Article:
5. Accidental art

    A piece of art? A time-lapse photo? A flickering light show? At first glance, this image looks nothing like the images we're used to seeing from the Hubble Space Telescope. But it's a genuine Hubble frame that was released on Jan. 27. Hubble's team suspects that the telescope's Fine Guidance System locked onto a bad guide star, potentially a double star or binary. This caused an error in the tracking system, resulting in a remarkable picture of brightly colored stellar streaks. The prominent red streaks are from stars in the globular cluster NGC 288. (NASA / ESA) Back to slideshow navigation
  6. Supersonic test flight

    A camera looking back over Virgin Galactic's SpaceShipTwo's fuselage shows the rocket burn with a Mojave Desert vista in the background during a test flight of the rocket plane on Jan. 10. Cameras were mounted on the exterior of SpaceShipTwo as well as its carrier airplane, WhiteKnightTwo, to monitor the rocket engine's performance. The test was aimed at setting the stage for honest-to-goodness flights into outer space later this year, and eventual commercial space tours.

    More about SpaceShipTwo on PhotoBlog (Virgin Galactic) Back to slideshow navigation
  7. Red lagoon

    The VLT Survey Telescope at the European Southern Observatory's Paranal Observatory in Chile captured this richly detailed new image of the Lagoon Nebula, released on Jan. 22. This giant cloud of gas and dust is creating intensely bright young stars, and is home to young stellar clusters. This image is a tiny part of just one of 11 public surveys of the sky now in progress using ESO telescopes. (ESO/VPHAS team) Back to slideshow navigation
  8. Fire on the mountain

    This image provided by NASA shows a satellite view of smoke from the Colby Fire, taken by the Multi-angle Imaging SpectroRadiometer aboard NASA's Terra spacecraft as it passed over Southern California on Jan. 16. The fire burned more than 1,863 acres and forced the evacuation of 3,700 people. (NASA via AP) Back to slideshow navigation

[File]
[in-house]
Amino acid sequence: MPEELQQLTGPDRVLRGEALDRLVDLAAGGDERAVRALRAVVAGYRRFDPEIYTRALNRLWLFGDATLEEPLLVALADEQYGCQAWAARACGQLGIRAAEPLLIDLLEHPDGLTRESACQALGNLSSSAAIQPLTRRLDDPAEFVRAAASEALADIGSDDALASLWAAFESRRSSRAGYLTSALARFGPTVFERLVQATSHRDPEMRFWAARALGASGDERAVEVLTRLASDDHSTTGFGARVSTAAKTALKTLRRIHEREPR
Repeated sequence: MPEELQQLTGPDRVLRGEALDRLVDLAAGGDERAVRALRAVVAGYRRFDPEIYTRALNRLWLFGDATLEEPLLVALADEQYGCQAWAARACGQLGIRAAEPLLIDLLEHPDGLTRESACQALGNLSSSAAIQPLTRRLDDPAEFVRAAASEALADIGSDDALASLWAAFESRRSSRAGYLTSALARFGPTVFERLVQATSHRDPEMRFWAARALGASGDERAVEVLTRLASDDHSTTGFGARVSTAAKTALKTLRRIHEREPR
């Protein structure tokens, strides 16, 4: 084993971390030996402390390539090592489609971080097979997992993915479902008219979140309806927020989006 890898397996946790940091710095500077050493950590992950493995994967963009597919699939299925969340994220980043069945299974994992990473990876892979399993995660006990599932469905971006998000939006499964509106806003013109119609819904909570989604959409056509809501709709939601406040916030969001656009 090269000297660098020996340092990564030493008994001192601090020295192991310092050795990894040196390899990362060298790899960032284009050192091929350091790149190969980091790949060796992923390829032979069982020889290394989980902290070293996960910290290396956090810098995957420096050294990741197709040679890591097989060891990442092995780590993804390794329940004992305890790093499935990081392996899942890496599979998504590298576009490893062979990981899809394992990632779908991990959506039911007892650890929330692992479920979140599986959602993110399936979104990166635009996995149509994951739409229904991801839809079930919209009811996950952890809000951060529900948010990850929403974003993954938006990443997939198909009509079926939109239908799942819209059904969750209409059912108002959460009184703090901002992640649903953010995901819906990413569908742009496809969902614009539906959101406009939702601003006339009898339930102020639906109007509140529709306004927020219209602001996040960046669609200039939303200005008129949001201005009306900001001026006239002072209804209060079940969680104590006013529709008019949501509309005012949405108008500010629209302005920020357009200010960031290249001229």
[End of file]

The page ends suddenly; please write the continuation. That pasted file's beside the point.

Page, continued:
9. Where stars are born

    An image captured by NASA's Spitzer Space Telescope shows the Orion Nebula, an immense stellar nursery some 1,500 light-years away. This false-color infrared view, released on Jan. 15, spans about 40 light-years across the region. The brightest portion of the nebula is centered on Orion's young, massive, hot stars, known as the Trapezium Cluster. But Spitzer also can detect stars still in the process of formation, seen here in red hues. (NASA / JPL-Caltech) Back to slideshow navigation
  10. Cygnus takes flight

    Orbital Sciences Corp.'s Antares rocket rises from NASA's Wallops Flight Facility on Wallops Island, Va, on Jan. 9. The rocket sent Orbital's Cygnus cargo capsule on its first official resupply mission to the International Space Station. (Chris Perry / NASA) Back to slideshow navigation
  11. A long, long time ago...

    This long-exposure picture from the Hubble Space Telescope, released Jan. 8, is the deepest image ever made of any cluster of galaxies. The cluster known as Abell 2744 appears in the foreground. It contains several hundred galaxies as they looked 3.5 billion years ago. Abell 2744 acts as a gravitational lens to warp space, brightening and magnifying images of nearly 3,000 distant background galaxies. The more distant galaxies appear as they did more than 12 billion years ago, not long after the Big Bang. (NASA / NASA via AFP - Getty Images) Back to slideshow navigation
  12. Frosty halo

    Sun dogs are bright spots that appear in the sky around the sun when light is refracted through ice crystals in the atmosphere. These sun dogs appeared on Jan. 5 amid brutally cold temperatures along Highway 83, north of Bismarck, N.D. The temperature was about 22 degrees below zero Fahrenheit, with a 50-below-zero wind chill.

    Slideshow: The Year in Space (Brian Peterson / The Bismarck Tribune via AP) Back to slideshow navigation